Wednesday, October 14, 2009

Fast Push That Emergency Fix  

Fortunately, the problem had a quick fix.

The problem, for those of you who browse the site in standards-compliant browsers, was that the last column of the Library's three-column layout was not showing up in Internet Explorer - and only Internet Exporer, one of the world's most popular and, unfortunately, least standards compliant browsers.

The solution: make the layout wider, so the max image width used in the blog does not cause the first column to widen.

ie vs firefox

In the top half of the picture, you see Firefox 3.0.14 on the Macintosh running the (corrected) version of the Library of Dresan home page. In the bottom half, you see Internet Explorer 7 on Windows Vista, running in a VMWare partition on my Mac, from approximately the same position on the same page. From a graphical and typographical perspective they're both doing a fairly creditable job of rendering the layout. Everything looks roughly OK.

However, they're not doing the same job interpreting the width of the layout. I haven't debugged the precise problem in detail - this is a voodoo quick fix - but essentially Internet Explorer interprets the widths of the columns and their spacing and padding different than Firefox. The result: images, which on Library of Dresan blogposts are always a maximum of 600 pixels wide, roll over the end of the column, also 600 pixels wide, making it jog out. You can see that in the stairstep on the second half of the image.

Part of this is my error; prior to my quick fix all browsers were showing at least slight stairstepping. But all browsers I tried - Firefox on the Mac, on Windows, and on Linux; Chrome on the Mac, on Windows, and on Linux; and even Safari on Mac and Windows - handled this correctly except IE, which widened the whole column. This made the three columns wider than the whole width of the container, and the third column had to jog halfway down the page so that it could fit, effectively becoming invisible to people just entering the site, unless they were willing to scroll a lot in the hope hidden features would leap up at them.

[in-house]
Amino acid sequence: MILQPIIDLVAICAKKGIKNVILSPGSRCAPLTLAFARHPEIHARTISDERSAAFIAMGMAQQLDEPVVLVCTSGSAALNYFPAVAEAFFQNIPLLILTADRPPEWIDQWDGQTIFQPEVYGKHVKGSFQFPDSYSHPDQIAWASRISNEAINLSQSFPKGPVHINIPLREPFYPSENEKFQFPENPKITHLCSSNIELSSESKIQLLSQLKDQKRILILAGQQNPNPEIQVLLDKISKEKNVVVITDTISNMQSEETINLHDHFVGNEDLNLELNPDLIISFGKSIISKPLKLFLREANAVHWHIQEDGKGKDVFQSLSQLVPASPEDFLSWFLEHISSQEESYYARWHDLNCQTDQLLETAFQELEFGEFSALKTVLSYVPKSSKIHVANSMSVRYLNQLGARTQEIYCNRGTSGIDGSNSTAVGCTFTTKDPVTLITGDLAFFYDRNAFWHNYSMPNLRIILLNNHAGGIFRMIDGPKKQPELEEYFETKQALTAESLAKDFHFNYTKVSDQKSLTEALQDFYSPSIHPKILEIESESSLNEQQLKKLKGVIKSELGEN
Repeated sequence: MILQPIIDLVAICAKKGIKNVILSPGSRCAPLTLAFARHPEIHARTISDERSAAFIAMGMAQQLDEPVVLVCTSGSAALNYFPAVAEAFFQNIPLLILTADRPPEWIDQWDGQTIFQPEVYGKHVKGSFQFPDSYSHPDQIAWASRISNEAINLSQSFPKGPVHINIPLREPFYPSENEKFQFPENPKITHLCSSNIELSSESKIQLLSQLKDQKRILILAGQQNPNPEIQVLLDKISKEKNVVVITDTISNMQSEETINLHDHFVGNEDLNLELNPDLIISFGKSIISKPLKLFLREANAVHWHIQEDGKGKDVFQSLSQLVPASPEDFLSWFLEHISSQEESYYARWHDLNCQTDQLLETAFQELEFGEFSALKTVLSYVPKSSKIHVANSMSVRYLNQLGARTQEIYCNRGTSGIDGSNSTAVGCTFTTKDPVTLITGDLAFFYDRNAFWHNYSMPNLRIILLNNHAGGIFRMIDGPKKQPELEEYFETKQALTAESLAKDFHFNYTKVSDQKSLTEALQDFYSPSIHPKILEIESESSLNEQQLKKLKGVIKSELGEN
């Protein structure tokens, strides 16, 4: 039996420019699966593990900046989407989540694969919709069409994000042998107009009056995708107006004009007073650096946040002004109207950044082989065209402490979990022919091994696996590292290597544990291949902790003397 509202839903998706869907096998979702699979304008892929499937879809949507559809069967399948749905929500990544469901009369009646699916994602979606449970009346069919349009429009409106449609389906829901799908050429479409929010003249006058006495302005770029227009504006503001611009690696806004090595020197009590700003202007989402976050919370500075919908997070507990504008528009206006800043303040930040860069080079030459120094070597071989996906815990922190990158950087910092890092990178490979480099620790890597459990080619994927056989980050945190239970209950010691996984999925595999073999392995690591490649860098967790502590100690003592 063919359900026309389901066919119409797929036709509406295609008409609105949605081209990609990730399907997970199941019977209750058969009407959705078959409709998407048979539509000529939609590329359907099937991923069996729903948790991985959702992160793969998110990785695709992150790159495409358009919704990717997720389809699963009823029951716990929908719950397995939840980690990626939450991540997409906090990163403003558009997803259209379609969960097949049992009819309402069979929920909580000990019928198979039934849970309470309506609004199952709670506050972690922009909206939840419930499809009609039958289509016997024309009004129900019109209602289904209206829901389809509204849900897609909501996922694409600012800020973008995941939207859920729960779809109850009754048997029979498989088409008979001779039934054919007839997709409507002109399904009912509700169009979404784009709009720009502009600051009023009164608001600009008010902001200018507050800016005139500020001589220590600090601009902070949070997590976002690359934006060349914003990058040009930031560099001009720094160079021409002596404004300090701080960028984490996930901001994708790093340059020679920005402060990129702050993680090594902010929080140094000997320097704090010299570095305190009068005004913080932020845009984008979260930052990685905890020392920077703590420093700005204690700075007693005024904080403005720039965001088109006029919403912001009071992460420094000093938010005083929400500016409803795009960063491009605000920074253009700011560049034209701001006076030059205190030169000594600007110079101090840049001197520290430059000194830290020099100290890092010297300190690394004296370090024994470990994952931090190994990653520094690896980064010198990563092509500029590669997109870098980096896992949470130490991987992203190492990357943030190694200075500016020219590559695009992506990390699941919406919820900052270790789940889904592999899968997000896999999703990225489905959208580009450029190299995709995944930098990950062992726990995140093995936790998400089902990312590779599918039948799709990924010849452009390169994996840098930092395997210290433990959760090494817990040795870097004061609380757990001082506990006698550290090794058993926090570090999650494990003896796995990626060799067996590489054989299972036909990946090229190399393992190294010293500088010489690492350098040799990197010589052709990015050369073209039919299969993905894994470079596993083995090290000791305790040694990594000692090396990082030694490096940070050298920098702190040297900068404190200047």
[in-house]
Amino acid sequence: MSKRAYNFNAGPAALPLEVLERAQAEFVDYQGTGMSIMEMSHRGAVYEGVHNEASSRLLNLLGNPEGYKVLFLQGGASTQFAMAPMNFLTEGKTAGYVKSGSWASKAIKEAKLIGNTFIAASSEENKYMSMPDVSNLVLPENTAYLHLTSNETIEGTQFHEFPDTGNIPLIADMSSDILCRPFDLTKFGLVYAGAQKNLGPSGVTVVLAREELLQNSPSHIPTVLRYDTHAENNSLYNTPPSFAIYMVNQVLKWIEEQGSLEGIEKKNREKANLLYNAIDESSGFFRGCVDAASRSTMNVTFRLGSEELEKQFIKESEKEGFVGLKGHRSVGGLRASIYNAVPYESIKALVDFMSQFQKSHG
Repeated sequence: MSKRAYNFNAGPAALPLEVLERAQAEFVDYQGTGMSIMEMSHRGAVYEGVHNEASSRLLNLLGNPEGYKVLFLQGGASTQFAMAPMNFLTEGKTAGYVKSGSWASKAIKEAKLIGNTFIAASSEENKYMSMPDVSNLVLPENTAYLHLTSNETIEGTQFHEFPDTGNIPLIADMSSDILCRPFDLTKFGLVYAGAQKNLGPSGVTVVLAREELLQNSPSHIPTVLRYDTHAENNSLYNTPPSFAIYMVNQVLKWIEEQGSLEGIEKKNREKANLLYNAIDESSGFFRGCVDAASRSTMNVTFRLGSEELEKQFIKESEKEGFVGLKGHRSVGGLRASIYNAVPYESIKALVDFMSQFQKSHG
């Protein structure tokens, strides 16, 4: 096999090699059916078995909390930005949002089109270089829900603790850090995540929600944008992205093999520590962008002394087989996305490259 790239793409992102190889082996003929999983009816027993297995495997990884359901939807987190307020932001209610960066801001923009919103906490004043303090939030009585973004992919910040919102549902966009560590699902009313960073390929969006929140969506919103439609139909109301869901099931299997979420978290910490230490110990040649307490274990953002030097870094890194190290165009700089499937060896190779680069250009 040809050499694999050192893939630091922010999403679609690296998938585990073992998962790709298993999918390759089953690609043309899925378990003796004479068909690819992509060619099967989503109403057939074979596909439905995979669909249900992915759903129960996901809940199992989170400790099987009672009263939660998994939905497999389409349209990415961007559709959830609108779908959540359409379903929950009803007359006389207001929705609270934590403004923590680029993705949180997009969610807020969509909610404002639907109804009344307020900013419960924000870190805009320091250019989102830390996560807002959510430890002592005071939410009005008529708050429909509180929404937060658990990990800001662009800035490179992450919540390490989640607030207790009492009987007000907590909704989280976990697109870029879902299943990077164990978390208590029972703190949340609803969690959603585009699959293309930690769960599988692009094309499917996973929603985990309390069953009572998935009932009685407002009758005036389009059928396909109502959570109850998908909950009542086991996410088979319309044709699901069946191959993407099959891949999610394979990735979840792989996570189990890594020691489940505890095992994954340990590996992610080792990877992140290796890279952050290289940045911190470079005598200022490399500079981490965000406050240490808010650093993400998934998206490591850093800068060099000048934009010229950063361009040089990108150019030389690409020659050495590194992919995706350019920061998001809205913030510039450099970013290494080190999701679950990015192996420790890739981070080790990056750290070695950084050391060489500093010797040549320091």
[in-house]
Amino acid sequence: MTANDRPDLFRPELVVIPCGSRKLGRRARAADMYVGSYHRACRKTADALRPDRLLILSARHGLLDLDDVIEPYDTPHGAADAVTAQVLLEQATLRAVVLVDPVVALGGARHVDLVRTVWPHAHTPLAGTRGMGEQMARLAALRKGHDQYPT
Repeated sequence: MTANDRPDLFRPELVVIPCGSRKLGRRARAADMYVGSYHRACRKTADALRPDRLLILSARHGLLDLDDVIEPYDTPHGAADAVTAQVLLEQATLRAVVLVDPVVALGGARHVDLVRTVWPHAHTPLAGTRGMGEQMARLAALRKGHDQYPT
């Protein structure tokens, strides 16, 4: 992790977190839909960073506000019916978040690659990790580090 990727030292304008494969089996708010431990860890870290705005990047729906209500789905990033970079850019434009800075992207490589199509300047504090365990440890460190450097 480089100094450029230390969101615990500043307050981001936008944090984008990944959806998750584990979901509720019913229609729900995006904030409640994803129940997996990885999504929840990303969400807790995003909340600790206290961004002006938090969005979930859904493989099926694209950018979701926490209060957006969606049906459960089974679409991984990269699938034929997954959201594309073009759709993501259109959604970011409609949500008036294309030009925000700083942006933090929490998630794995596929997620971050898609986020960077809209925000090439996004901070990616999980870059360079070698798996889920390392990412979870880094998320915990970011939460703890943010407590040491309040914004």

Now, I could have dug into CSS manuals and tried to fix this the "right" way, and indeed I plan to. However, there was a quicker, better, way: experimentation. Before I even knew for sure what was the problem I browsed to the front page of the Library on a Windows machine, downloaded the page to a local HTML file, and started hacking out parts of the file until something changed. I was very quickly able to show that there was nothing wrong with the right column itself; even reduced to a few lines and an image it wasn't showing up.

So I then went to my test file, research, which I had gotten to work in IE before I launched the style change to the whole library. One difference between that page and the broken page I immediately noted was the fact that the images were smaller; then I started to suspect the stairstepping phenomenon. That needed a fix on all browsers, so I simply made the content column slightly wider - from 600 to 610 pixels, fixing a gaffe I shouldn't have made in the first place - and widened the overall page from 1000 to 1024 pixels.

The result: it worked, in all browsers I have available to me right now. And, because my buddy Nathan had impressed upon me the importance of using CSS stylesheets, I was able to push the fix by simply uploading the revised stylesheet to the Library and reloading the page.

Shouldn't have happened - I shouldn't have made the column too narrow, Internet Explorer shouldn't be misinterpreting the white space, I shouldn't have pushed the template without testing it on Internet Explorer, and Blogger should have a better preview function so I could have tested it successfully offline without pushing it to the entire blog. But a quick fix was possible, because I used reasonably good site design practices, the scientific method, and a healthy supply of beans and vinegar.

-the Centaur

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